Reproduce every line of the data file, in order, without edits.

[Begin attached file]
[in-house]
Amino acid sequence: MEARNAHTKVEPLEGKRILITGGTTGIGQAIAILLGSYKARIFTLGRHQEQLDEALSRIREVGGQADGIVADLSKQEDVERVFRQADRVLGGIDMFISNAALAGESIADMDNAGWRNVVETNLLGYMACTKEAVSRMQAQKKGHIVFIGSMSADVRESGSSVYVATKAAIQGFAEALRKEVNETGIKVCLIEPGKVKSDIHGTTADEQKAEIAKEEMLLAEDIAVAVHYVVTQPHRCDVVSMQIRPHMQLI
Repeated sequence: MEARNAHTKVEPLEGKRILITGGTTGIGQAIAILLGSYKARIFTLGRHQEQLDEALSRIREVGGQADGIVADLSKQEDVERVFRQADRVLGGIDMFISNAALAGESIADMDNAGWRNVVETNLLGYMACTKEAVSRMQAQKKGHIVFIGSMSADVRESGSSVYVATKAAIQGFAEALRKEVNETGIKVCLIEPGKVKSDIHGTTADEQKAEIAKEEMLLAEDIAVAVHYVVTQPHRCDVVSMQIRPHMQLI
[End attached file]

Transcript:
[in-house]
Amino acid sequence: MEARNAHTKVEPLEGKRILITGGTTGIGQAIAILLGSYKARIFTLGRHQEQLDEALSRIREVGGQADGIVADLSKQEDVERVFRQADRVLGGIDMFISNAALAGESIADMDNAGWRNVVETNLLGYMACTKEAVSRMQAQKKGHIVFIGSMSADVRESGSSVYVATKAAIQGFAEALRKEVNETGIKVCLIEPGKVKSDIHGTTADEQKAEIAKEEMLLAEDIAVAVHYVVTQPHRCDVVSMQIRPHMQLI
Repeated sequence: MEARNAHTKVEPLEGKRILITGGTTGIGQAIAILLGSYKARIFTLGRHQEQLDEALSRIREVGGQADGIVADLSKQEDVERVFRQADRVLGGIDMFISNAALAGESIADMDNAGWRNVVETNLLGYMACTKEAVSRMQAQKKGHIVFIGSMSADVRESGSSVYVATKAAIQGFAEALRKEVNETGIKVCLIEPGKVKSDIHGTTADEQKAEIAKEEMLLAEDIAVAVHYVVTQPHRCDVVSMQIRPHMQLI